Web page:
There are so many aspects to cover these days. The entire world is truly in uncharted territory. It seems almost trivial to wonder whether tenants will pay rent on April 1, and May 1 and June 1? Landlords truly don’t know how many tenants will have been laid off, and how many will simply not pay rent in anticipation of the need to conserve cash. These things may happen.
We are in a moment of crisis, globally. It’s far more important to focus on staying healthy and keeping people who have existing health risks well isolated from any possible path of infection. The heartbreaking stories circulating the news services are incredible. There’s the story of a A Japanese man from Gamagori in central Japan with liver cancer and the new coronavirus wanted to enjoy a last night out before going to the hospital. He held hands with a hostess who so far hasn’t tested positive but he ended up infecting another employee at a karaoke bar and causing a national uproar. On Wednesday, he died, just two weeks after what turned out to be his last song.
There’s the story of an Italian nursing home with the small town of Cremona. I’ve visited that town many times. This nursing home has 460 beds. In the past week there had been 18 deaths at this facility of patients with respiratory difficulties – symptoms associated with the coronavirus on just a single day. None of these residents had been tested and therefore none of them fall into the official Covid-19 death-toll. So far in Italy, about 8% of healthcare workers have been infected. In the United States, the Center for Disease control has advised health care workers that if they exhibit symptoms of the virus, to put on a mask and gloves and get back to work.
It’s amazing to me that there are still people out there thinking this Covid-19 thing is totally overblown. I’m seeing people lose friendships over a difference of opinion about this outbreak. It’s amazing how this is challenging some closely held beliefs for some to the point of rupturing life long friendships. I think this is because the most basic of human survival is at stake.
On today’s show we’re talking about how you as landlords can open a dialog with tenants and how the government is making overtures that they plan to make direct cash payments to the population within the next month. You have an early warning that you need to take action to strengthen your balance sheet. If you have access to lines of credit, I recommend that you draw on those funds before the lines get pulled back.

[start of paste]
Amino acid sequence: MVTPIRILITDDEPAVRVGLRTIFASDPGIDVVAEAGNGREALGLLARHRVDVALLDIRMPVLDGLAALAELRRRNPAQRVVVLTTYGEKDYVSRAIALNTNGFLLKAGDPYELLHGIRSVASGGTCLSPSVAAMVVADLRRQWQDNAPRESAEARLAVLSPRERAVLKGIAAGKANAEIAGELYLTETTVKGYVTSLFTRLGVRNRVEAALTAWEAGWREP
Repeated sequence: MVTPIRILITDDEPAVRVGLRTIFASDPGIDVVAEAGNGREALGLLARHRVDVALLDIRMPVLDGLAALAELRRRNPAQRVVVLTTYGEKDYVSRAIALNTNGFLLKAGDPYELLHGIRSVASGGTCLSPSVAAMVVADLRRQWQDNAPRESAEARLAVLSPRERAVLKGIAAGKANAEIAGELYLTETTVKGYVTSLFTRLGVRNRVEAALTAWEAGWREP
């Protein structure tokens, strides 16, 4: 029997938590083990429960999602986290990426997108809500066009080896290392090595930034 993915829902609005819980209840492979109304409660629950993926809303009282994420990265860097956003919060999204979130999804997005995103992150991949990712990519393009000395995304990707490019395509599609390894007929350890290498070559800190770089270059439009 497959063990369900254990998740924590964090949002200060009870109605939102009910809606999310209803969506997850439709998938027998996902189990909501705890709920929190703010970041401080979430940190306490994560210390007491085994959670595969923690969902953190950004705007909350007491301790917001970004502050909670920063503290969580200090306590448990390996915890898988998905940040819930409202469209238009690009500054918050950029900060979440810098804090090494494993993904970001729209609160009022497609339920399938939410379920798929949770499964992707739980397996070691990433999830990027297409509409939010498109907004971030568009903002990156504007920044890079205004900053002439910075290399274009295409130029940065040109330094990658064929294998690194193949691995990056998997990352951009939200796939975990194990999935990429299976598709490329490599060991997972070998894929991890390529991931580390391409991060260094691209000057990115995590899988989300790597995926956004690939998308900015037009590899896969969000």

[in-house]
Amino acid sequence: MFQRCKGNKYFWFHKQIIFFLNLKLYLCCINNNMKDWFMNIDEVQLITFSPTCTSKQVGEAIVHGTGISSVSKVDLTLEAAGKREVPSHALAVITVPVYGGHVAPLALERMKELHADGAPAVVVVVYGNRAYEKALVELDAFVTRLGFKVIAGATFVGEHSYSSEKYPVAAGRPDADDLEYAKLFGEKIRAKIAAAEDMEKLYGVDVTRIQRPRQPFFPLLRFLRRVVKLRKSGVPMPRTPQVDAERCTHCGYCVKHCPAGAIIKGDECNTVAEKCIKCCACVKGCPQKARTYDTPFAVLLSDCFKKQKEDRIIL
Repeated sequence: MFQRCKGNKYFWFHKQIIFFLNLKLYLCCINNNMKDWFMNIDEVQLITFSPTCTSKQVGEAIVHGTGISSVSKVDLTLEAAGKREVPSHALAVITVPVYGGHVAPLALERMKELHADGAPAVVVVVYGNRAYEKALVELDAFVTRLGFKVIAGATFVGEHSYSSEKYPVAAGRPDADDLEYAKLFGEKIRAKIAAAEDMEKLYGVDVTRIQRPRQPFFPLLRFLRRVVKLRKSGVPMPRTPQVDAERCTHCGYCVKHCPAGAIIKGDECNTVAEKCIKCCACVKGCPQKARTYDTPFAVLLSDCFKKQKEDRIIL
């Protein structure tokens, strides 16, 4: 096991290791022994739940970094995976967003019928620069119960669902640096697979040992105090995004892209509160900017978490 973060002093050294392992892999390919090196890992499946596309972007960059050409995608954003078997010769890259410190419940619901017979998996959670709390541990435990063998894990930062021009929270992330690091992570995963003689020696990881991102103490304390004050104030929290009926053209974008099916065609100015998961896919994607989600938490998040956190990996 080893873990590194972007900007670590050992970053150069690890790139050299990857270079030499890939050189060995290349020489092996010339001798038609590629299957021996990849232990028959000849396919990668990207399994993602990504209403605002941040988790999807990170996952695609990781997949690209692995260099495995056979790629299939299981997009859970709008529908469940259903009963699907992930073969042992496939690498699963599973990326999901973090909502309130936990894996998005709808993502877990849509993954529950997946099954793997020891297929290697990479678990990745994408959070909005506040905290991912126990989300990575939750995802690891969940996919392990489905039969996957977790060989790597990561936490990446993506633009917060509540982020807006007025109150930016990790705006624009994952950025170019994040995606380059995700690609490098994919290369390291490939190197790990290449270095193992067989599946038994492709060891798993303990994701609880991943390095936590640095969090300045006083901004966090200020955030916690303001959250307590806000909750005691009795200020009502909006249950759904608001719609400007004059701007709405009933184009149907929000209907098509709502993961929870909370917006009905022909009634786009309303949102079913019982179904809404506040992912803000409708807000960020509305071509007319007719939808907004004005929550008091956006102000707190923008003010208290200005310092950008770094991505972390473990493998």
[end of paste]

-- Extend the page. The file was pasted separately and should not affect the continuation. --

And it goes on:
The White House has proposed nearly a trillion dollars in emergency funding, and up to $250 billion of that trillion dollars going directly to citizens. This spending will require an act of Congress, and details are still being worked out.
The Canadian government has recalled Parliament and is expecting a bailout package for ordinary citizens that will be available in the next two to three weeks. While many programs discussed publicly have focused on employees, we have to remember that the economy has an increasing number of self employed workers. These include the entire spectrum from lawyers, doctors and dentists, to folks who drive for Uber and Lyft. None of them would qualify for traditional unemployment insurance benefits. Oh yes, that also includes real estate investors.
It reminds me of a simple example where if you, as a single landlord run out of cash, you might be forced to declare bankruptcy. In that situation, you have a problem. But when tens of millions of people run out of cash, then the banks have a problem, and the government has a problem.
There will be an increasing number of programs coming available. Banks will be asked to do their part to help their customers. The banks will only do so if they believe the government will backstop any financial commitments made.